Man in Baseline Killer case had hunger to rape

A man accused of killing nine people in the Baseline Killer case was driven by a hunger to rape, and the victims who didn't cooperate were shot point-blank in the head, a prosecutor said Monday....

A man accused of killing nine people in the Baseline Killer case was driven by a hunger to rape, and the victims who didn't cooperate were shot point-blank in the head, a prosecutor said Monday.

Prosecutor Suzanne Cohen said in her opening trial statement that defendant Mark Goudeau was a wolf who hunted his victims.

"The only thing that matched his hunger to rape was his determination to not get caught and not be sitting in this chair," Cohen said. "Those innocents did nothing wrong but cross his path while he was hunting."

Goudeau, 46, is accused of killing nine people and committing dozens of other crimes, including rape and child molestation.

In his opening statement, defense attorney Randall Craig said there was a serious lack of DNA evidence in the case. He also questioned the integrity of the investigation.

"The Phoenix Police Department suffered from a severe case of tunnel vision," he said. "The key result of all this was they apprehended the wrong guy."

As prosecutors laid out their case against the former construction worker, Goudeau sat quietly, wearing a suit and tie and listening closely as the 74 charges were read.

Cohen told the jury to "beware of the predator that comes to you wrapped in sheep's clothing because he is a ravenous wolf. Mark Goudeau is that ravenous wolf and you shall know him by his deeds."

Cohen detailed every crime Goudeau is charged with in graphic detail.

She showed the court images of the bodies of the victims — all shot in the head and lying in pools of blood. Many had their pants unzipped and partially pulled down.

Some people attending the trial had to leave the courtroom as the pictures were shown, including that of a 37-year-old woman whose 8-year-old son found her body at home in a tub of water.

Cohen said the boy turned off the water and unsuccessfully tried to pull her out of the tub before attempting to perform CPR on her lifeless body.

The picture showed the woman's arm dangling over the edge of the white tub, with blood running down the side.

Goudeau has pleaded not guilty. His trial is expected to last nine months.

He already is serving a 438-year prison sentence after being convicted in 2007 of 19 counts in a 2005 attack. In that case, police say he raped a woman while pointing a gun at her sister's belly.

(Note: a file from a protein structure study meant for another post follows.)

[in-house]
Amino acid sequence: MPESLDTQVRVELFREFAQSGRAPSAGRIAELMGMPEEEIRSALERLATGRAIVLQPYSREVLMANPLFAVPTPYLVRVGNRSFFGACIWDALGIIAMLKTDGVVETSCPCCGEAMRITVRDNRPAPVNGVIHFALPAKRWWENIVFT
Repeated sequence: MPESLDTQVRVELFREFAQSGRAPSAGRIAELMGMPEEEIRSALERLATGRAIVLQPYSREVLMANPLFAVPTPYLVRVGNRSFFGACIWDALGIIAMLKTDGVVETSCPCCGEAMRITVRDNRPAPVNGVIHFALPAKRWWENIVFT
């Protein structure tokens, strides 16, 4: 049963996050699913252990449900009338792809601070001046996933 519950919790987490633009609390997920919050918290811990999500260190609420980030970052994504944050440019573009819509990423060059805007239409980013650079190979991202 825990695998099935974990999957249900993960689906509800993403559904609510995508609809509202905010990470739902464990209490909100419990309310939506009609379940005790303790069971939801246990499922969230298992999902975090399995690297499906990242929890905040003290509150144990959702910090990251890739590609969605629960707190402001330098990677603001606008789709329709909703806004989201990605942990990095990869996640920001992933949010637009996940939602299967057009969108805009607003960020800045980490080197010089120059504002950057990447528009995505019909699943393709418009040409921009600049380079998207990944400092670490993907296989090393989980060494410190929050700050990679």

The killings started in August 2005 and ended with the murder of Carmen Miranda of Phoenix in what police described as a "blitz attack" on the mother of two on June 29, 2006. She was vacuuming her car and talking on her cellphone at an east Phoenix car wash when a man kidnapped her then shot her in the head and shoved her body in the back seat.

The other eight people who were killed also were attacked while going about daily activities, such as leaving work, waiting at a bus stop or cooking lunch.

The victims were shot in the head, and many of the bodies were left with their pants unzipped and partially pulled down. The victims — eight of them women — ranged from 19 to 39 years old.

Police said forensic evidence, including DNA and ballistics, ties Goudeau to the killings. Defense attorneys contend there are likelier suspects than Goudeau and discredit the DNA tests.

Goudeau's wife, Wendy Carr, maintains that her husband is not guilty and attends nearly every hearing in the case.

"I don't mean to oversimplify it, but Mark is innocent, and I think it's important that I show my support for him," she said in April. "If even a teeny bit of me thought he could be guilty, I would just go away."

Before handing down the sentence in the 2005 rape, Klein said Goudeau must have two "diametrically opposed" personalities: one calm and respectful in court, and the other sociopathic and brutal.

Goudeau also has been imprisoned for 13 years after being convicted of beating a woman's head against a barbell. The Arizona Board of Executive Clemency paroled him eight years early in 2004.

Goudeau previously acknowledged being a recovering drug addict and once blamed his history of violence on a weakness for crack cocaine.

Police named the series of 2005 and 2006 killings and other crimes after Baseline Road in south Phoenix where many of the earliest attacks happened. Goudeau lived only a few miles from many of the attack sites, and Miranda was killed just around the corner from his house.

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